Steven Bender DDS; Candice McMullan-vogel D.D.S., Dr. med. dent.
Regular use of fluoride toothpaste reduces caries in the permanent dentition of children.
This comprehensive review of more than 70 studies firmly establishes the effectiveness of fluoride toothpaste in caries prevention.
Is fluoride toothpaste safe and effective in preventing dental caries in children and adolescents? What factors may modify its effect?
The authors conducted an all-language search of 10 databases for studies published between 1965 and 2001. In addition, journals were hand searched and selected authors were contacted. The authors selected randomized controlled trials of at least 1 year duration that used blind outcome assessment when comparing fluoride toothpaste with placebo in children. The primary outcome measure was caries increment assessed by the change in decayed missing and filled tooth surfaces (DMFS). Selection of studies for inclusion, evaluation of study quality, and data extraction was duplicated in a random sample of one-third of the studies, and agreement achieved by discussion or a third party. Random effects meta-analysis was performed where data could be pooled.
Seventy-four studies were included. Data pooled from 70 studies, involving 42,300 children aged 5 to 16 years, suggested an average reduction in caries increment of 24% (95% CI, 21 to 28%; P< 0.0001) with the use of fluoride toothpaste. The beneficial effect of fluoride toothpaste increased with higher initial levels of caries, higher fluoride concentration, and higher frequency of use and with supervised brushing, but was not influenced by exposure to water/salt fluoridation. In 5 trials, the only adverse effect, reported was extrinsic tooth staining associated with the use of stannous fluoride toothpaste formulations.
Regular use of fluoride toothpaste effectively inhibits caries development in children and adolescents. This beneficial effect is greater among those with higher initial levels of decay. Fluoride toothpaste use provides additional caries reduction beyond that provided by water fluoridation. The caries preventive effect of fluoride toothpastes can be expected to increase with higher fluoride concentration and more frequent use. There was little information provided concerning caries prevention in deciduous dentition or adverse effects such as fluorosis.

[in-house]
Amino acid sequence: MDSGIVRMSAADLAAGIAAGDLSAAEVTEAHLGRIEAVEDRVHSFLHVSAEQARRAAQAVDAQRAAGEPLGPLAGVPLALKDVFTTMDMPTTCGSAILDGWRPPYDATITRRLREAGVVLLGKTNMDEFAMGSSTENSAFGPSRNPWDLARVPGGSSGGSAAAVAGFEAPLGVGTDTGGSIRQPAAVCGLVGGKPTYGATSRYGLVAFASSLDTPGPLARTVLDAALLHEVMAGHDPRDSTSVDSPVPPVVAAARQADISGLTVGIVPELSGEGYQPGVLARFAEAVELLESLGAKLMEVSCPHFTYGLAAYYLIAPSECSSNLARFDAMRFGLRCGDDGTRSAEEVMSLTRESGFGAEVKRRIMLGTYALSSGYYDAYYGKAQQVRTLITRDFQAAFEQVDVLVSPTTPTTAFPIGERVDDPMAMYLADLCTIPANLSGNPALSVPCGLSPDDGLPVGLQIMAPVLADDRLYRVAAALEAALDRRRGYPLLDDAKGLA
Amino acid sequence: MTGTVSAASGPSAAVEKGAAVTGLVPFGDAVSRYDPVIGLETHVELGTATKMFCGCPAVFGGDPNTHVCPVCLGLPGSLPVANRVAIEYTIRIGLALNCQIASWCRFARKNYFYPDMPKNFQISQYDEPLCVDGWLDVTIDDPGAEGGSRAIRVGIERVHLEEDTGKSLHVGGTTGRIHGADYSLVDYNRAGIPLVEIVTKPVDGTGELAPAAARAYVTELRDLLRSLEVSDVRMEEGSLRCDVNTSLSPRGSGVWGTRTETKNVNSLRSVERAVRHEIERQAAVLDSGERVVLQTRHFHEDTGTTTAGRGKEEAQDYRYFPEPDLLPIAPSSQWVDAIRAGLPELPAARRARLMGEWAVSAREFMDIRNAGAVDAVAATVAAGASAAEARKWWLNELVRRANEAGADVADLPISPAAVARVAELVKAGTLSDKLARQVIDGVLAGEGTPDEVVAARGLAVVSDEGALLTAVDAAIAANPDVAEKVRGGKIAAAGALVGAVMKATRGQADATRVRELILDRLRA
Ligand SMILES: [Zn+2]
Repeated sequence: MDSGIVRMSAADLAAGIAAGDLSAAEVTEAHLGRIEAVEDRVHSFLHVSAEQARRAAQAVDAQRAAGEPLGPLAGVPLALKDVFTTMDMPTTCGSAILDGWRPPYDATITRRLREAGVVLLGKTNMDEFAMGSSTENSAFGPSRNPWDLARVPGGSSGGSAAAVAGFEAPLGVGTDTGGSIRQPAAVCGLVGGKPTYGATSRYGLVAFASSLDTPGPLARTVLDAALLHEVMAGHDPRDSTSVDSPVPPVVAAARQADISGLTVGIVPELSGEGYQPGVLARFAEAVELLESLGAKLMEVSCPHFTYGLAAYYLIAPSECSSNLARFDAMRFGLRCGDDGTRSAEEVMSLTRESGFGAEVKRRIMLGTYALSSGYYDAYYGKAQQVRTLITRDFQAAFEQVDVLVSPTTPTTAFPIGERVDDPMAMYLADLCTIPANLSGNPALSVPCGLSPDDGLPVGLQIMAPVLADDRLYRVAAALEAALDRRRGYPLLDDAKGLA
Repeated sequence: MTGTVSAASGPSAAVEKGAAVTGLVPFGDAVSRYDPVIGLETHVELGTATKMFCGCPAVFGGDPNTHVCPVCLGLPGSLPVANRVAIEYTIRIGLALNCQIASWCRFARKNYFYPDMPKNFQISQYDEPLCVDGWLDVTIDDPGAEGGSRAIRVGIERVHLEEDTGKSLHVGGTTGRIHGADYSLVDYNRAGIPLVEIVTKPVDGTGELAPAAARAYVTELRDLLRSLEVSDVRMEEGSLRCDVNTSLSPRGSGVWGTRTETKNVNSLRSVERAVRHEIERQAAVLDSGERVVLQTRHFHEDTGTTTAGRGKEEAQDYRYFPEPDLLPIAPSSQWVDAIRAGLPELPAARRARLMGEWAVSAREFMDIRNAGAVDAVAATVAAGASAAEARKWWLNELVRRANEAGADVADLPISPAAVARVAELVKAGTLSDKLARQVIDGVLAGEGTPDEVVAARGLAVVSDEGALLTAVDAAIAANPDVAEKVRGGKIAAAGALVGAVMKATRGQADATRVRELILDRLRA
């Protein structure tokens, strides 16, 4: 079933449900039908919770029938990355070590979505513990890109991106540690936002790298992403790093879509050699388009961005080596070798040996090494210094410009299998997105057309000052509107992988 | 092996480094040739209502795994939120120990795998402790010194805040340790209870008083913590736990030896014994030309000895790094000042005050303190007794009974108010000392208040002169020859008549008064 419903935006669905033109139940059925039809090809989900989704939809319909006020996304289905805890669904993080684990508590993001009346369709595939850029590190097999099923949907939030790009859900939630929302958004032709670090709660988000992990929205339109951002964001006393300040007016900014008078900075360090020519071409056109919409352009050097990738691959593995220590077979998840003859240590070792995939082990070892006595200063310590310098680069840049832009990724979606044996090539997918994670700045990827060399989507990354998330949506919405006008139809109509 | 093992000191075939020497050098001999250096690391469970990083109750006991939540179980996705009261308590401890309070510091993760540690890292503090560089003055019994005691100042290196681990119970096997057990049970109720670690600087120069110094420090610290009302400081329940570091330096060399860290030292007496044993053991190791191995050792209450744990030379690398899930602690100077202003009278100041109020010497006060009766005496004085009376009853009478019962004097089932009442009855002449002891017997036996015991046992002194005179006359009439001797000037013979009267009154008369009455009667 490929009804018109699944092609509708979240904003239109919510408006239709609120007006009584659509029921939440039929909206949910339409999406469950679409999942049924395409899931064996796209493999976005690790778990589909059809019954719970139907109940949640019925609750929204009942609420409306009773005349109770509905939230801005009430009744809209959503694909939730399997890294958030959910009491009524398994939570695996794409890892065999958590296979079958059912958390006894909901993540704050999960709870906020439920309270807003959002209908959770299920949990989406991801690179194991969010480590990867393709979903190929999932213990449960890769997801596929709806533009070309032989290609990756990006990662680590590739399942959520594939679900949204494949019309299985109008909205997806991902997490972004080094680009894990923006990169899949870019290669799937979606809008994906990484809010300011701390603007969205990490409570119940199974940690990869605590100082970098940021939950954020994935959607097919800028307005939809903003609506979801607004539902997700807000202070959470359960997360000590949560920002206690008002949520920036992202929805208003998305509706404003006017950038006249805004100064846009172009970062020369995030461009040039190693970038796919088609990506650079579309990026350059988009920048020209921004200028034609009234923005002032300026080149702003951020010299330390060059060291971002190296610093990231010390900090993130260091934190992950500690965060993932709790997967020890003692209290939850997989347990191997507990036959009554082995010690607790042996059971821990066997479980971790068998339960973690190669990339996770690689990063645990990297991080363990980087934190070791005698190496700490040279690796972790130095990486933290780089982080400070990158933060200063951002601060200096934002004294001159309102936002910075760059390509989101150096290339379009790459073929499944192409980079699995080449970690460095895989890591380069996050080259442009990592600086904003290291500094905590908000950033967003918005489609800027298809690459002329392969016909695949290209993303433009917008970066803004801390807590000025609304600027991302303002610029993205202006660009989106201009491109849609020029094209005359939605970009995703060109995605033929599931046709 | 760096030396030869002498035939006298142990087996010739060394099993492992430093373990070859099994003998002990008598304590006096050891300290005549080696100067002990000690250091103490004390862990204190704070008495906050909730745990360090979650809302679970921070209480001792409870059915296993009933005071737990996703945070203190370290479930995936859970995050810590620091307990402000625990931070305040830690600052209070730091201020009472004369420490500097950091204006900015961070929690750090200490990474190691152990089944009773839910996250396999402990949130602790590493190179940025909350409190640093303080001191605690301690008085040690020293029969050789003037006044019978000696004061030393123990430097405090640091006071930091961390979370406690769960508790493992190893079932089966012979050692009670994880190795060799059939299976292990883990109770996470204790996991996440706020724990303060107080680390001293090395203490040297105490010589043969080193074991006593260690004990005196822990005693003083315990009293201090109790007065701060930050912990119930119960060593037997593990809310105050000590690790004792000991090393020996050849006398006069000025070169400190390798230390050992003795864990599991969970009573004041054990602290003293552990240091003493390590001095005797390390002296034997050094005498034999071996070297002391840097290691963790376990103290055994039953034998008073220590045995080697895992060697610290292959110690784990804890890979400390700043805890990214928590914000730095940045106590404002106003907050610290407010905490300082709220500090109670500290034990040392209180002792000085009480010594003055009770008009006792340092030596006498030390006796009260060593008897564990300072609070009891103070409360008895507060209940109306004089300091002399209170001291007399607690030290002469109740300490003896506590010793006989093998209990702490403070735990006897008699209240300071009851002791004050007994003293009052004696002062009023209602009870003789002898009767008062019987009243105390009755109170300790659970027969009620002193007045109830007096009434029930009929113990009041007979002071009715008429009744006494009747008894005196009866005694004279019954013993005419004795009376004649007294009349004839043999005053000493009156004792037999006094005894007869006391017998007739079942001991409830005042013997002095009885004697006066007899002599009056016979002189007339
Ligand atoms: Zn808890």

Source of Funding:
CAPES-Ministry of Education Brazil, Department of Epidemiology and Public Health (UCL) UK, Systemic Reviews Training Unit, Institute of Child Health (UCL) UK, Medical Research Council UK
Importance and Context:
Many studies on the caries-reducing effect of fluoride toothpastes in children have been conducted and summarized in narrative reviews, but this is the first systematic quantitative evaluation of the effectiveness and safety of fluoride toothpastes compared to placebo. Brushing with fluoride toothpaste is the most common form of caries control. In many countries, the widespread use of fluoride toothpaste is linked to the decrease in caries prevalence. Although dental decay has declined significantly, as the most common dental disease it remains a significant problem in certain segments of the population.
Strengths and Weaknesses of the Systematic Review:
The search criteria and methods suggest that a comprehensive review identified the most relevant published studies. Also, the evidence was properly interpreted.
Strengths and Weaknesses of the Evidence:
In this review, the quality of the included trials generally was high, and the reviewers used appropriate well defined, and clinically relevant methods in evaluating the efficacy of fluoride toothpastes in caries prevention. The majority of the studies were conducted in the 60s and 70s, and the only noted adverse effect of fluoride toothpaste use was extrinsic tooth staining from stannous fluoride toothpastes. 56 trails tested toothpaste with the 1000/1100ppm Fluoride concentration. Although the objective as stated in the clinical question was to assess both safety and effectiveness, this review found no information on fluorosis.
Implications for Dental Practice:
Fluoride toothpastes are highly effective in preventing dental caries in permanent teeth in children and adolescents. This effect is even greater with high-risk populations. There is strong support from the current evidence that dentists should advise patients to use a fluoridated toothpaste. Patients at high risk for caries also should be counseled to brush at a minimum of twice daily. This systematic review found little information on the effects of fluoride toothpaste on caries prevention in the deciduous dentition or the risk of fluorosis. The risk of developing fluorosis in the permanent dentition decreases with age and is effectively gone after age 8. Toothpaste use in young children should be closely supervised to limit ingestion.